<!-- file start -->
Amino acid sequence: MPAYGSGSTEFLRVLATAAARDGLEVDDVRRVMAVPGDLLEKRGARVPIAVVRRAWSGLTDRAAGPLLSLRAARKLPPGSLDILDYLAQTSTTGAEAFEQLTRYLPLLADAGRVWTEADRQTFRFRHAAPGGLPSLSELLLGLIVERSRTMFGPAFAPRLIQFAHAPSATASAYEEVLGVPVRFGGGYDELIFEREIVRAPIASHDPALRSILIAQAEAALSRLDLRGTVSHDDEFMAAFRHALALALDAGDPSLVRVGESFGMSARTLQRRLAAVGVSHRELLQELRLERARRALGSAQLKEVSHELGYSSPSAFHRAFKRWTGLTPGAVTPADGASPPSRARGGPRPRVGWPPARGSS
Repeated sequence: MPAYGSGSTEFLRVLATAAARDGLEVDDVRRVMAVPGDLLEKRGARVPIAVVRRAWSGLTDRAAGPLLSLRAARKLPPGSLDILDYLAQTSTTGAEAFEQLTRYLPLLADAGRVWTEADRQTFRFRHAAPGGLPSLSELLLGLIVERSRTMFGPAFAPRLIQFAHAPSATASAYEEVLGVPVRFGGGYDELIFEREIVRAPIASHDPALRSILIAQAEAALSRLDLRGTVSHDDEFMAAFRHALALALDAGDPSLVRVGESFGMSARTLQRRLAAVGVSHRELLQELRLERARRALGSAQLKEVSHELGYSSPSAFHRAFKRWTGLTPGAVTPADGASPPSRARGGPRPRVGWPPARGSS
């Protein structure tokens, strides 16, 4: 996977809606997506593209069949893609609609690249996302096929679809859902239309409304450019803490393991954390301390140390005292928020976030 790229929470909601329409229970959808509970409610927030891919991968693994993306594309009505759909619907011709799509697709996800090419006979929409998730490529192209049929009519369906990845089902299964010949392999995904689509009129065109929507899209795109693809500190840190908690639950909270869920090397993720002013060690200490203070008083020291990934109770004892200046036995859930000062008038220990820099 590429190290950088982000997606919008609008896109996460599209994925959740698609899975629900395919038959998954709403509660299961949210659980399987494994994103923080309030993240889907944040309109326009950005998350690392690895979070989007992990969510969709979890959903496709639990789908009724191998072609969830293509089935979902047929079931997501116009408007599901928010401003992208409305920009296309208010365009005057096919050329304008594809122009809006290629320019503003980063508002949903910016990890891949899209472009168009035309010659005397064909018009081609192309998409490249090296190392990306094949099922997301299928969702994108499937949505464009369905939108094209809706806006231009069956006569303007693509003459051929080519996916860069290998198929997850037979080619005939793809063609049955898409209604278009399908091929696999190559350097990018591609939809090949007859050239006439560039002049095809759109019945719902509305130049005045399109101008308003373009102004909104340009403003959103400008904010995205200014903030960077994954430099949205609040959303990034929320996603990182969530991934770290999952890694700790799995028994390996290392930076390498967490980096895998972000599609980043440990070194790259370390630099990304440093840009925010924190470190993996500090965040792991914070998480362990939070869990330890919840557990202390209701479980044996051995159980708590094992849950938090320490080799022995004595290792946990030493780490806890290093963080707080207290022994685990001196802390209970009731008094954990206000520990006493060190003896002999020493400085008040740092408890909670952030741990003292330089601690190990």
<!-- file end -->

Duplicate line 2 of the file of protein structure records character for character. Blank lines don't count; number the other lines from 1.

Repeated sequence: MPAYGSGSTEFLRVLATAAARDGLEVDDVRRVMAVPGDLLEKRGARVPIAVVRRAWSGLTDRAAGPLLSLRAARKLPPGSLDILDYLAQTSTTGAEAFEQLTRYLPLLADAGRVWTEADRQTFRFRHAAPGGLPSLSELLLGLIVERSRTMFGPAFAPRLIQFAHAPSATASAYEEVLGVPVRFGGGYDELIFEREIVRAPIASHDPALRSILIAQAEAALSRLDLRGTVSHDDEFMAAFRHALALALDAGDPSLVRVGESFGMSARTLQRRLAAVGVSHRELLQELRLERARRALGSAQLKEVSHELGYSSPSAFHRAFKRWTGLTPGAVTPADGASPPSRARGGPRPRVGWPPARGSS